How to still enjoy dividend benefits even as dividend tax liability gets shifted to recipients

A few ways that investors can use the dividend cushion for their portfolios even as Budget 2020 shifted the burden of tax on dividends to receivers from payers

Kumar Shankar Roy Feb 6, 2020

Dividend mutual fundsWith the Budget 2020 proposing that companies will not be required to pay Dividend distribution tax (DDT) and the dividend shall be taxed only in the hands of the recipients at their applicable rate, investors are wondering how to enjoy dividend cushion but reduce tax liabilities. Earlier, DDT was charged at 15% plus statutory levies, but now tax on dividend income can be as high as 30% if the investor falls in the highest-bracket plus 10% TDS. RupeeIQ discusses a few ways to manage the dividend conundrum..

Dividend play via mutual funds

Mutual funds are not taxed when they receive dividends from their investments (portfolio companies) as per the norms. So here is a strategy one can adopt to enjoy gains from dividends without paying too much taxes.

For instance, IT companies like TCS and Infosys are known to pay hefty dividends. Investors can use, for example, the theme based IT mutual funds to gain dividends benefit. If you invest in the growth plan (not the dividend plan) of any IT/technology mutual fund, you can potentially enjoy dividend benefits without paying tax on dividends. Use the systematic withdrawal plan (SWP) route for redemptions beyond one year so that you attract only Long Term Capital Gain (LTCG) tax at 10% over redemptions over Rs 1 lakh per financial year.

The MF growth plan route (including SWP) can be used by both taxpayers in lower and higher brackets without attracting tax liabilities that befall when funds pay you dividends.

In case you opt for dividend plans, there is a disadvantage: TDS on MF dividends, which has been announced in Budget 2020. TDS will be deducted at 10% for dividends above Rs 5,000 in a year. The low threshold of Rs 5,000 means that many investors will see their dividends getting paid after TDS. Of course, you can get the TDS refunded when you file the income tax return based on your tax liability.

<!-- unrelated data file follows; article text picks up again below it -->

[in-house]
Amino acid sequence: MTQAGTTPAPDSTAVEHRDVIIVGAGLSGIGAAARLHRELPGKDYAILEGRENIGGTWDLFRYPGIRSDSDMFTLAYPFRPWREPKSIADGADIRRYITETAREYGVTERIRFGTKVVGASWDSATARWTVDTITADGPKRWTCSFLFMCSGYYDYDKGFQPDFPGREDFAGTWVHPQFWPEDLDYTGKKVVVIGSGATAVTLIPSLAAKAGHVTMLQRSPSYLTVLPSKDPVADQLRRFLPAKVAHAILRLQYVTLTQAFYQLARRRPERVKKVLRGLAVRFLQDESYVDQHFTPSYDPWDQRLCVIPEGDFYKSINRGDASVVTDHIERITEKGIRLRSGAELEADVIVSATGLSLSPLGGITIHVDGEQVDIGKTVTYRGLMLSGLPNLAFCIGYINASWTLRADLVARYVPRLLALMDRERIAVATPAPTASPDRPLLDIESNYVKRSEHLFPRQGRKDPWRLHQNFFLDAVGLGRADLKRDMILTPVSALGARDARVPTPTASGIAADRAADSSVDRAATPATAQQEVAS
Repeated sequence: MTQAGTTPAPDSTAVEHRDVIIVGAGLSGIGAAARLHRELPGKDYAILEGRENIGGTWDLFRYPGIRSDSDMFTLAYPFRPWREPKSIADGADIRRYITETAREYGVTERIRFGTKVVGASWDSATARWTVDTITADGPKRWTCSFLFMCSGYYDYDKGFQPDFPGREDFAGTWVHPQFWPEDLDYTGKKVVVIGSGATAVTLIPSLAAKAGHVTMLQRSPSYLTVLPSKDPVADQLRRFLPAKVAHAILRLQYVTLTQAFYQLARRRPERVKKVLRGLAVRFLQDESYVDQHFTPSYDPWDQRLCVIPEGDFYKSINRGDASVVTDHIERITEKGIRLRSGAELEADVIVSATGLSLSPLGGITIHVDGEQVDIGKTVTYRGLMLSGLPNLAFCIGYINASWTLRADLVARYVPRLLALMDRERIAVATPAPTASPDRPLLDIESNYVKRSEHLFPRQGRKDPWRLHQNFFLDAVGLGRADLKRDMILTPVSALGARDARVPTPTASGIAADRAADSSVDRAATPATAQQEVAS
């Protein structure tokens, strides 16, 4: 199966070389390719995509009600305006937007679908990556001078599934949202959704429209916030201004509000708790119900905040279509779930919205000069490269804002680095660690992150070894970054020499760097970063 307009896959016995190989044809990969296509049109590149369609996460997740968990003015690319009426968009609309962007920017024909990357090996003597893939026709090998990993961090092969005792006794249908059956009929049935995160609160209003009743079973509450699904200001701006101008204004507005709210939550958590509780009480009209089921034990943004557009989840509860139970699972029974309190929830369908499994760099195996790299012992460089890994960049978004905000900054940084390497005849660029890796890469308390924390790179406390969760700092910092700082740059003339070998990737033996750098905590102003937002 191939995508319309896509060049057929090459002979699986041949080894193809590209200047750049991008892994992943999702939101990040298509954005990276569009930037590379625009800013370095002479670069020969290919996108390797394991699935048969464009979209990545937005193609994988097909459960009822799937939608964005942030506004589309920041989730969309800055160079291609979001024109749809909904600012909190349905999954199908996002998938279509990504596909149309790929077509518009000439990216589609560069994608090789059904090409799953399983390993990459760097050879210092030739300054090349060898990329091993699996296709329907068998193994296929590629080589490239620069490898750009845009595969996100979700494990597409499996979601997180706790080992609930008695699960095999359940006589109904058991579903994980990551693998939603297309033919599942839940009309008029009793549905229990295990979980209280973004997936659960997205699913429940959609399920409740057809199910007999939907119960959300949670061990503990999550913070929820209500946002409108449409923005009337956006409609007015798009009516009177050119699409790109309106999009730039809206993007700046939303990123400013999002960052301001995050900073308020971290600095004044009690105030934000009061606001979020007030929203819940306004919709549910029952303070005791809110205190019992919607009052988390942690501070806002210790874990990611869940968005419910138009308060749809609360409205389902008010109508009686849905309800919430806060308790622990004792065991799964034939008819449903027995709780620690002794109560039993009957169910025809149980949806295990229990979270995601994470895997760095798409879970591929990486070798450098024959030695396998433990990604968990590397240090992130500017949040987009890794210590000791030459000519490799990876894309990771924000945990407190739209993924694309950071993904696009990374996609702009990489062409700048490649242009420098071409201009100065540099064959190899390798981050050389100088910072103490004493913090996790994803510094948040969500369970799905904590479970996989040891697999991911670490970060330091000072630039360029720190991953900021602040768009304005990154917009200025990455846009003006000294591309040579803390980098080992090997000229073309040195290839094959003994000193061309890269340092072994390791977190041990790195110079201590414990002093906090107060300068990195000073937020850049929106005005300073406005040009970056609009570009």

The main disadvantages of investing in IT/technology funds is the concentration of a few stocks in the portfolio. Sectoral funds are fit for investors with high risk appetite only.

You can always use the direct equity route to hand pick IT stocks, but the strategy will not be effective for investors in highest tax slab when dividends are received.

Do note that there are some IT stocks with high promoter holding and they may not declare high dividends like in the past any longer. They could prefer paying returning cash to their promoters through buybacks instead of the dividend route.

PSU mutual funds

Government owned companies like PSUs, CPSEs etc. will continue to pay dividends to the parent i.e. the government. Government is comfortable with taking dividends from government owned firms. Even if there is any tax liability from dividends, its the government who gets the tax anyhow.

The propensity of PSUs like SBI or NTPC to pay dividends is a durable trend. There are a select mutual funds that exclusively focus on PSU funds. So, investors should latch on to them. CPSE ETF offers a ready portfolio of high dividend yield stocks.

Investors can use the PSU funds to gain dividends benefit, just like IT funds. Mutual funds are not taxed when they receive dividends due to norms, be it PSU funds or IT funds.

So, if you invest in the growth plan (not the dividend plan) of any PSU mutual fund, then you can potentially enjoy dividend benefits without paying tax on dividends.

Use the systematic withdrawal plan (SWP) route for redemptions beyond one year so that you attract only Long Term Capital Gain (LTCG) tax at 10% over redemptions over Rs 1 lakh per financial year.